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To Enhance Its Struggling Business In China, Technology Is The Bet For Amway

To Enhance Its Struggling Business In China, Technology Is The Bet For Amway
Over the past three years, sale sales been falling steadily for the global direct-selling company Amway Inc in China, to mitigate this robe and to spruce its sale channels, the company plans to resort to technology.   
The company plans to install technology based sale channels such as online ordering platform for its agents and experience centers, as it looks to rebuild its business in China.
Trough the representation of about 30 percent of the company’s $8.8 billion in total sales last year, China remains the biggest global market for the Michigan-based firm even after two decades of entering the country. But from nearly $4 billion in 2013, China revenue reached 17.7 billion yuan ($2.57 billion) in 2016 and this is evidence enough of the huge contraction in its revenues from the second largest economy in the world.
"We're struggling a bit here now," Doug DeVos, Amway's president, told Reuters in an interview late Tuesday in Beijing.
With more than 90 direct selling companies now operating in the country, its China business faced growing competition and was suffering from "a direct selling cycle", DeVos said.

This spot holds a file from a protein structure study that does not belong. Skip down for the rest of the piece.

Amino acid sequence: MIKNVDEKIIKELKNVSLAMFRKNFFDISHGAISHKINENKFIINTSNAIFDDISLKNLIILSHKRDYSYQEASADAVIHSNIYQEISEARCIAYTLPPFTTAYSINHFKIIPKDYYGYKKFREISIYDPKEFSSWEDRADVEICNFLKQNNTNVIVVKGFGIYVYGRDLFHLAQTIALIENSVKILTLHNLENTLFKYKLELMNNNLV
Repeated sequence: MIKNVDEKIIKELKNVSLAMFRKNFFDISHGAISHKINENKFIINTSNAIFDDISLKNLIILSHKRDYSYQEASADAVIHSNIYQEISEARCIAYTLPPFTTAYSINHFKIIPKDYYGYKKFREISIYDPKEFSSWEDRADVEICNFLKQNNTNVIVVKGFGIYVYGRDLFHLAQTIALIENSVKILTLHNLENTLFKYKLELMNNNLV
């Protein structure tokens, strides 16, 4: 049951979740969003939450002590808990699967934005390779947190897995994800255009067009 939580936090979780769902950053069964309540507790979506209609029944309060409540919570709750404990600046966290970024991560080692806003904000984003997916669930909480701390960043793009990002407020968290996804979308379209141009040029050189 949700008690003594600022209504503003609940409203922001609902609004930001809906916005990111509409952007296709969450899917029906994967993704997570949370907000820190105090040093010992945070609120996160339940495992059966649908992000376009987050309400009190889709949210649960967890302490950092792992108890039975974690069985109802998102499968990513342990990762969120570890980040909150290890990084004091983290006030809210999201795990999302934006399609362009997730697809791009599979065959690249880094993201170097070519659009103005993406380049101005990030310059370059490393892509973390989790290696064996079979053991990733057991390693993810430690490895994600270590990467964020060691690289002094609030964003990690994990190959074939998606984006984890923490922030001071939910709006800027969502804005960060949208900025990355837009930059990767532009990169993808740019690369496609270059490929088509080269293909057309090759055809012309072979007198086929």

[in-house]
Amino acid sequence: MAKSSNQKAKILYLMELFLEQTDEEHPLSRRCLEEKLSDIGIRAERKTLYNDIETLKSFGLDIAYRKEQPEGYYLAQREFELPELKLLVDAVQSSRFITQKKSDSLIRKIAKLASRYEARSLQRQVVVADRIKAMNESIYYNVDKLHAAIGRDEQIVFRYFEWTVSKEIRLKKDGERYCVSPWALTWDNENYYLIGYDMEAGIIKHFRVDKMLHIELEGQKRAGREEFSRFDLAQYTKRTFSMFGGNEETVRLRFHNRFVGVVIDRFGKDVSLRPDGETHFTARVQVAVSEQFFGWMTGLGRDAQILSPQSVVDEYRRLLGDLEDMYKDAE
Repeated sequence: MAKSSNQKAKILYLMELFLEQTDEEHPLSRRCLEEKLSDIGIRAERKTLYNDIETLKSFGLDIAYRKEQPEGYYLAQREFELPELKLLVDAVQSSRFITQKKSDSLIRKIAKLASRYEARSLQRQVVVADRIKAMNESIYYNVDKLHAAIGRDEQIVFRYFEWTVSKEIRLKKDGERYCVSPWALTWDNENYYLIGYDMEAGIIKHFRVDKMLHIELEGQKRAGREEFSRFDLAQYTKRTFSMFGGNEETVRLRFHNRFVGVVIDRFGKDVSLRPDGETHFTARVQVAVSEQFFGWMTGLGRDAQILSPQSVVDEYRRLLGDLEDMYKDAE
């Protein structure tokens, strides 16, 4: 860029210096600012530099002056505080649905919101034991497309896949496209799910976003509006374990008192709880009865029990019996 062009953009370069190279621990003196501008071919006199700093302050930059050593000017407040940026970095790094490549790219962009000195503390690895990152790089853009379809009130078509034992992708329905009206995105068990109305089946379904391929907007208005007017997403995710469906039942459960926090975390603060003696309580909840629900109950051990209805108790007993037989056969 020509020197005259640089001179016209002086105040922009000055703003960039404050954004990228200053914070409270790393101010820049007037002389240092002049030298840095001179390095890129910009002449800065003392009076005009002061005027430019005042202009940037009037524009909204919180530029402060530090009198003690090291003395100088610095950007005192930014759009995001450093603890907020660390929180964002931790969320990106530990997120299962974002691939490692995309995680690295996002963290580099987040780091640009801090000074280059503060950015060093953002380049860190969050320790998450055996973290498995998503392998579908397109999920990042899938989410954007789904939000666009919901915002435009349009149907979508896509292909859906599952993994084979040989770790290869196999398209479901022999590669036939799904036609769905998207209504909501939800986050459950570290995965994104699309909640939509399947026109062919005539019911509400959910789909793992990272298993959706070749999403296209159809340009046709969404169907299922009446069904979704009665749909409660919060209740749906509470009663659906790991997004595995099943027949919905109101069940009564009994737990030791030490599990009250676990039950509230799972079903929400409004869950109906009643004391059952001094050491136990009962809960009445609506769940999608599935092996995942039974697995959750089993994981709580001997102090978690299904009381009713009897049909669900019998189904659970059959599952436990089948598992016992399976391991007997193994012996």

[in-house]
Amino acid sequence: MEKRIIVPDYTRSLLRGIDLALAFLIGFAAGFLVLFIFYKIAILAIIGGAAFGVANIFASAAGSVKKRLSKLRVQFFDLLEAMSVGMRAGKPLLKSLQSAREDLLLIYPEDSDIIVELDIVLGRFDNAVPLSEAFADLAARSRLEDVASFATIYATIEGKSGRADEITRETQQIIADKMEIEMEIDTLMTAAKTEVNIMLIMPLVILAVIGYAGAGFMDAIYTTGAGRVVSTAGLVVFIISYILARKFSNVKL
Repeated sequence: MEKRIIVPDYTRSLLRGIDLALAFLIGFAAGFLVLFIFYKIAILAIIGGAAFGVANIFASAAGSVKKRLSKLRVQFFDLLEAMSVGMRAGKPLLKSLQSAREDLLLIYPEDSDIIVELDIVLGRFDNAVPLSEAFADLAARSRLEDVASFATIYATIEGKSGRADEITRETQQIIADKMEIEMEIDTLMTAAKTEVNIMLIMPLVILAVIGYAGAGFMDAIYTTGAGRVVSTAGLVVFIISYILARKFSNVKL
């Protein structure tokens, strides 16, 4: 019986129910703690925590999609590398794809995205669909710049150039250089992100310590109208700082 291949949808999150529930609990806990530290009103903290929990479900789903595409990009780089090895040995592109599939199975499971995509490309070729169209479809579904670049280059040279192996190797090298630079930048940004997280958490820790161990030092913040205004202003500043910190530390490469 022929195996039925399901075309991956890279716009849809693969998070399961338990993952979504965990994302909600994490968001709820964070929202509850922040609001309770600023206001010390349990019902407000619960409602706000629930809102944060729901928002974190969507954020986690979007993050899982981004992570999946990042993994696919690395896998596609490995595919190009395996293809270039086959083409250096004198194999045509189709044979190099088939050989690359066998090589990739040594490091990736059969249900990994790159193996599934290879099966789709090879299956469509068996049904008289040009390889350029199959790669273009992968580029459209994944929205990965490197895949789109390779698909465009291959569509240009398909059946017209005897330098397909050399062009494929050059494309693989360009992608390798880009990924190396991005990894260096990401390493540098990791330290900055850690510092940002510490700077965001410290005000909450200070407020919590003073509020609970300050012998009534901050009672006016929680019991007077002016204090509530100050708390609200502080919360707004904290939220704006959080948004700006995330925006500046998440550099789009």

According to market researcher Euromonitor, with the retail sales value, excluding sales tax, reaching 135.8 billion yuan in 2016, China's direct sales market has doubled in size over the last five years.
While Amway's permanent workforce has declined slightly to 8,000, its active sales force has contracted by about half over the past three years to 160,000 agents. The company now operates 250 stores nationwide that are significantly lower than earlier.
DeVos said that to make improvements for its sales force in China, Amway is turning to the Internet to revive its business. While converting stores into so-called "experience centers" designed as both showrooms and clubhouses, the company is allowing agents to use an online platform to order and re-order products.
Online sale has significantly increased in recent years. Amway Greater China president Gan Chee Eng said five years ago, Chinese consumers did about 10 percent of their shopping online about five years ago, now about 50 percent of all China sales are made online.
From a year ago, its total revenue in 2016 was down 7 percent, Amway said last month. Representing about two-thirds of total sales, the company's most important region remains Asia-Pacific which also includes Japan and South Korea. Profitability is not disclosed by the privately-held company.
DeVos said that China is expected to remain the company's biggest market for some time.
"China is going to have new markets (internally) for some time," said DeVos. "We're going to work through the current situation, because we have some history with it, and we're going to find our way back."

Christopher J. Mitchell

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